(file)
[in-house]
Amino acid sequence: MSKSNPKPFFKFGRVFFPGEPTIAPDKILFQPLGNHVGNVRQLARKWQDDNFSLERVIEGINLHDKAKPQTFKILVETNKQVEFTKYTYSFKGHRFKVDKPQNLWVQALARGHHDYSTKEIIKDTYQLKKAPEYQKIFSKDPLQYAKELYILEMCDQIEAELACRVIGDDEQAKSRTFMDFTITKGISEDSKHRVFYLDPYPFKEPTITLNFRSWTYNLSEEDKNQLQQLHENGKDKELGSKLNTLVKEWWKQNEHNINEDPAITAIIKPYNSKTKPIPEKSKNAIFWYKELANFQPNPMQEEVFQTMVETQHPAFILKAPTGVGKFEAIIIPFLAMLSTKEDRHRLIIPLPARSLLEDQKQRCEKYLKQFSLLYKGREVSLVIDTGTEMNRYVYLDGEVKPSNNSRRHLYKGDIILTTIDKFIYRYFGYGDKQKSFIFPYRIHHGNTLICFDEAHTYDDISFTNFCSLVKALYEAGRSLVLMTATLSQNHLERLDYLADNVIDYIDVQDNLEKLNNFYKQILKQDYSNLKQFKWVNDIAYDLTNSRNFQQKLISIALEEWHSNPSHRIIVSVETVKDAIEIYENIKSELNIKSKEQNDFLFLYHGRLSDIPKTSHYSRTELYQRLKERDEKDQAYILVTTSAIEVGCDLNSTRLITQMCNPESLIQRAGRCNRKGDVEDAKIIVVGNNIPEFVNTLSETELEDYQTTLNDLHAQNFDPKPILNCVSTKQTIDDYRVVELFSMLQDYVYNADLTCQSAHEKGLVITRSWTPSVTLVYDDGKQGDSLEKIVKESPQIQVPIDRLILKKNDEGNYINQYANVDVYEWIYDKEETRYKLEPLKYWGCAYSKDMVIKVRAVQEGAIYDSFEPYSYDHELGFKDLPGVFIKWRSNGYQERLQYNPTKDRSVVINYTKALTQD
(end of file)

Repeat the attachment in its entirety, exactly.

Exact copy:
[in-house]
Amino acid sequence: MSKSNPKPFFKFGRVFFPGEPTIAPDKILFQPLGNHVGNVRQLARKWQDDNFSLERVIEGINLHDKAKPQTFKILVETNKQVEFTKYTYSFKGHRFKVDKPQNLWVQALARGHHDYSTKEIIKDTYQLKKAPEYQKIFSKDPLQYAKELYILEMCDQIEAELACRVIGDDEQAKSRTFMDFTITKGISEDSKHRVFYLDPYPFKEPTITLNFRSWTYNLSEEDKNQLQQLHENGKDKELGSKLNTLVKEWWKQNEHNINEDPAITAIIKPYNSKTKPIPEKSKNAIFWYKELANFQPNPMQEEVFQTMVETQHPAFILKAPTGVGKFEAIIIPFLAMLSTKEDRHRLIIPLPARSLLEDQKQRCEKYLKQFSLLYKGREVSLVIDTGTEMNRYVYLDGEVKPSNNSRRHLYKGDIILTTIDKFIYRYFGYGDKQKSFIFPYRIHHGNTLICFDEAHTYDDISFTNFCSLVKALYEAGRSLVLMTATLSQNHLERLDYLADNVIDYIDVQDNLEKLNNFYKQILKQDYSNLKQFKWVNDIAYDLTNSRNFQQKLISIALEEWHSNPSHRIIVSVETVKDAIEIYENIKSELNIKSKEQNDFLFLYHGRLSDIPKTSHYSRTELYQRLKERDEKDQAYILVTTSAIEVGCDLNSTRLITQMCNPESLIQRAGRCNRKGDVEDAKIIVVGNNIPEFVNTLSETELEDYQTTLNDLHAQNFDPKPILNCVSTKQTIDDYRVVELFSMLQDYVYNADLTCQSAHEKGLVITRSWTPSVTLVYDDGKQGDSLEKIVKESPQIQVPIDRLILKKNDEGNYINQYANVDVYEWIYDKEETRYKLEPLKYWGCAYSKDMVIKVRAVQEGAIYDSFEPYSYDHELGFKDLPGVFIKWRSNGYQERLQYNPTKDRSVVINYTKALTQD